Esperance: "Sure. I ask you, when we talk about the refugee crisis, what is land in it all? I see humanity now, not land. I see human beings, one. I see Kenya, Syria, America, Canada, one. We are all human beings. Doing what I have done for myself, it takes so much courage. But I will courageous and always love humanity, mine and others. I do not love a place or a land. There will be war, rape, violence in certain lands and we must work where we can to change our lives, all of our lives, in a togetherness like never before seen. My inspired place is in my heart, my mind. So, I will give my love and I will education my mind, it makes me connected to us all, it makes me see us as one. I will hope that the governments & organizations supporting refugees right now can be brave as I have had to be brave. I hope they do their good work whether or not they ever know more than one story of one life changed. I give of myself to change one life and that one life, or even if it were dozens of lives, does not need to know me. I just do. I do, I make, I love, I learn."
Alyssa: "Thanks for letting me interview you tonight. I will keep your words beside me all year. I promise."
Esperance: "You had better! And you had better come hear my words in person in Ohio too."
Alyssa: "You just want Maine clam chowder from me."
Esperance: "Yuck, I like chicken. Only chicken."
Alyssa: "I know. And Coca Cola."
Esperance: "Yes. Coca Cola."
Alyssa:" Goodnight my sister. I will call you soon. Stay healthy and out of trouble!"
Esperance: "You too, sis. Love, love, love."
I hang up my phone gently.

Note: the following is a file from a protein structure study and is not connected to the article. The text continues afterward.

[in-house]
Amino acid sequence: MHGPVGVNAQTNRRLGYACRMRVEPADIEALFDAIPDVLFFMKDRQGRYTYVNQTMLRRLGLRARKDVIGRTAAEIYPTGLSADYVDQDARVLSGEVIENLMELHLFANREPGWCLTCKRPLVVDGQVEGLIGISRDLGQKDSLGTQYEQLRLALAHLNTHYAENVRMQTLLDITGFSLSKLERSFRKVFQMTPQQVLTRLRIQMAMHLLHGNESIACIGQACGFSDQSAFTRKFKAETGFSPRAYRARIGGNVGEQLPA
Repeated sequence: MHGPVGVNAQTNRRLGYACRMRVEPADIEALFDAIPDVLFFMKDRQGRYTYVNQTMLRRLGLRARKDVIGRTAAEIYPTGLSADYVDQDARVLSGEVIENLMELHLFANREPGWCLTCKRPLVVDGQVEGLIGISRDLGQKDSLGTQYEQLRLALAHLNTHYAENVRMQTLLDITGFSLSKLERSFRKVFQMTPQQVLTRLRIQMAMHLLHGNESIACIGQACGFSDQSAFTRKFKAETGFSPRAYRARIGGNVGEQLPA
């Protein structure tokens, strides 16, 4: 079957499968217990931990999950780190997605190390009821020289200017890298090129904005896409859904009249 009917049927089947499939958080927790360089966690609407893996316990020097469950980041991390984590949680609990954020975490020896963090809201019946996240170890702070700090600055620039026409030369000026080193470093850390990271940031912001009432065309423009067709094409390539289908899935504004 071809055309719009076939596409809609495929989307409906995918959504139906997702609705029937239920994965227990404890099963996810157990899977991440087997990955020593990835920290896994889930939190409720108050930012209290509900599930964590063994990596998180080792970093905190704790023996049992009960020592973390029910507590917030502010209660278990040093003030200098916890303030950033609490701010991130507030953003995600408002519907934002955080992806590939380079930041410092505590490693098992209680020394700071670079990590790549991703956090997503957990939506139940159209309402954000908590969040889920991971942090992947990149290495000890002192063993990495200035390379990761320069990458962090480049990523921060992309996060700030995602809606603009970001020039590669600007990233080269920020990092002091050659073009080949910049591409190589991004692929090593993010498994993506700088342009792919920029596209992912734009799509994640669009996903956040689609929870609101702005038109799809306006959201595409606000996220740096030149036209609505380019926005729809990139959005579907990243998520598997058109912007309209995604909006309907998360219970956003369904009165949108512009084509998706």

My thumb barely graces the button and tears begin to well up in my eyes. Although not a refugee myself, I know what it feels like to be unloved and displaced. I pick up my warm coffee cup with both hands and stare softly at the rain outside my window.
The American flag is whipping hard against the winds of the downpour. Although harsh, it reminds me of firm hand clapping. I think about clapping alongside it, offering up a powerful applause to a phone call with a young refugee women in Ohio that gave me a whole new definition of bravery and freedom.
I place my coffee cup down. I pull down the shade. I stare at my yellow pad filled with quick, wild handwriting. As I look down at each glorious written line of Esperance's voice tonight, a few words stand out powerfully.
"Surprise yourself with how good it feels to build a unexpected friendship."
I know this next year, there will be a need for many of us to call out hate & bigotry as it crosses our paths but I also know, that we will often take the high road, building unexpected friendships, doing good no one will ever see and taking phone calls with refugee women who just might remind us that we're probably better off as activists than fashion designers.
Thank you, Esperance.
It's a gift to know you.